Resurfacing Hip Arthroplasty
Resurfacing total hip replacement
In resurfacing hip replacement the socket is prepared and a metal shell is seated in. Unlike the conventional total hip replacement the ball (femur head) of the socket is not removed. It is trimmed and prepared to take a metal cap on the top of it. The metal cap articulates within the metal shell mimicking the appearance of a normal hip joint.
It is bone preserving on the femur side. The current guideline is to consider resurfacing hip replacement in men under the age of 55 with near normal hip joint anatomy. The success rate is good in this age group. Careful assessment followed by thorough discussions need to take place before proceeding with resurfacing hip replacement.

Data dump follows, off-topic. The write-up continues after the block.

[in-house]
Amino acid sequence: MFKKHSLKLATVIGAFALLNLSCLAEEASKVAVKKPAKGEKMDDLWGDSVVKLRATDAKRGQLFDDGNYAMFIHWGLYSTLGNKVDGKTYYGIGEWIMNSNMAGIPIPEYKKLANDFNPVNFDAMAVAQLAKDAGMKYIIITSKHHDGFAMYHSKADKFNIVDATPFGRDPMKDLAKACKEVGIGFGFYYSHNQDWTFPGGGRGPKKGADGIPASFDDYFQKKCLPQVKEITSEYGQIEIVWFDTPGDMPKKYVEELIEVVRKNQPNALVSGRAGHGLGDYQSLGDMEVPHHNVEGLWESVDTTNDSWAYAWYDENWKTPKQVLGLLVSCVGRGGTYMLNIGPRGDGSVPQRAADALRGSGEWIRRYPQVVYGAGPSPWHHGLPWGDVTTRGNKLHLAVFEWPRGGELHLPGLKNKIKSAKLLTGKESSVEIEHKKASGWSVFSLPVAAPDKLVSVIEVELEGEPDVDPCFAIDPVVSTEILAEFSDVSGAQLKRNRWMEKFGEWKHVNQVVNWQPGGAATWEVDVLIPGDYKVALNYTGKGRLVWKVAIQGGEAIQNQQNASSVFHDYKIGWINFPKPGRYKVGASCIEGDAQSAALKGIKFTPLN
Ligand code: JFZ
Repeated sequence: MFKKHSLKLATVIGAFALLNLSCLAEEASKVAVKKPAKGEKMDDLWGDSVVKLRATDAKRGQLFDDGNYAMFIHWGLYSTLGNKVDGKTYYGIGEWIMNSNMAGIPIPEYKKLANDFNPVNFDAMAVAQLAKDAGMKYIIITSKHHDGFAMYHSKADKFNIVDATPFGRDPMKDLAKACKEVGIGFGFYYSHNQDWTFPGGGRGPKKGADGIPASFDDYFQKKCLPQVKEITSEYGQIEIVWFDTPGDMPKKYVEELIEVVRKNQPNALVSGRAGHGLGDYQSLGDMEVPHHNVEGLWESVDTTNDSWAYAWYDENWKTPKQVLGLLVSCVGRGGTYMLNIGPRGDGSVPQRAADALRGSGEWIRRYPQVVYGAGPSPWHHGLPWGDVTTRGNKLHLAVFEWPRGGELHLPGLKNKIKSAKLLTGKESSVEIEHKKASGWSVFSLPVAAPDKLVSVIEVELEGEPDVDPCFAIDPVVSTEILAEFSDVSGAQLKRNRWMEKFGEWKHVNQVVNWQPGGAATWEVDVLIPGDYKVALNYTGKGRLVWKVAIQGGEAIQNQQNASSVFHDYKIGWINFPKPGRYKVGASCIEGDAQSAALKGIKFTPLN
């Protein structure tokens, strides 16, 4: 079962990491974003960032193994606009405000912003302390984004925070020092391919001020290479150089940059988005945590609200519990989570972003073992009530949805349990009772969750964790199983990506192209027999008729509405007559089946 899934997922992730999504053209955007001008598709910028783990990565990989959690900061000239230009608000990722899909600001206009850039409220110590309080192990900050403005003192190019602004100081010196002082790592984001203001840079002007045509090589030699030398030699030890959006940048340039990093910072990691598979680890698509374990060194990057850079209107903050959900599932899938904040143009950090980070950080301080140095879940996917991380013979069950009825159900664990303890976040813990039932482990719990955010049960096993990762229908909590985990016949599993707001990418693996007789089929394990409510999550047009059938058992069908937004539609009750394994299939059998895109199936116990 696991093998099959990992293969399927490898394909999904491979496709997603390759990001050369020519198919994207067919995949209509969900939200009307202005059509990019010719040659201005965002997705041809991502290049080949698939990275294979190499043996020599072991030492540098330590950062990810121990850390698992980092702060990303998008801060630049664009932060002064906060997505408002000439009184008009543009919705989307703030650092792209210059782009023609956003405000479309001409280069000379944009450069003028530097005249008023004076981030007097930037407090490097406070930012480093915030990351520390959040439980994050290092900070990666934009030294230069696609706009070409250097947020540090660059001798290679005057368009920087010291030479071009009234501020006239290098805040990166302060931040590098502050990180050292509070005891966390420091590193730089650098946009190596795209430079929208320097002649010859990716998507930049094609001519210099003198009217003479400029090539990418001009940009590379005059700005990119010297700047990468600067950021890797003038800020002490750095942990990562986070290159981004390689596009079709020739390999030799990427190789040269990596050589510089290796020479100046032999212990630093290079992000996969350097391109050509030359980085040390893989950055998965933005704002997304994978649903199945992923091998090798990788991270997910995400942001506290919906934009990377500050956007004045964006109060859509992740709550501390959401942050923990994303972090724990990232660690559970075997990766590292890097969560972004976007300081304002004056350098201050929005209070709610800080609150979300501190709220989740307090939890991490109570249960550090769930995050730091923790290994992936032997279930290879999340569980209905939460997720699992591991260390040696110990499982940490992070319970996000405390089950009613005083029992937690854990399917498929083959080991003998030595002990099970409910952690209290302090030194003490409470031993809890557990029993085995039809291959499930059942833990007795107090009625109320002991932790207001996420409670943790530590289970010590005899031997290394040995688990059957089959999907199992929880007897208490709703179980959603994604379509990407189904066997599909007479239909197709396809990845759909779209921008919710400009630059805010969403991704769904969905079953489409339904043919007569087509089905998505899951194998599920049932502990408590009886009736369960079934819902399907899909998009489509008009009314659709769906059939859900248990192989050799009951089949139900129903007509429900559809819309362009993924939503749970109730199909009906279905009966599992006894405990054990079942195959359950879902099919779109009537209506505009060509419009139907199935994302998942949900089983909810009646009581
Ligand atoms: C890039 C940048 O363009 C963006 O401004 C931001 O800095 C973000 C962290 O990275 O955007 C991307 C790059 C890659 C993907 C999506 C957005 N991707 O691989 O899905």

The recovery time is pretty similar to total hip replacement. There is some evidence that patients returning competitive sports is probably better than total hip replacement.
The complications are similar to total hip replacement. However the chances of dislocation is extremely low. The metal ion debri from the bearing surfaces can create local soft tissue and bone damages. So these patients need to be followed up as per MHRA guidelines to identify the failures early and intervene if necessary.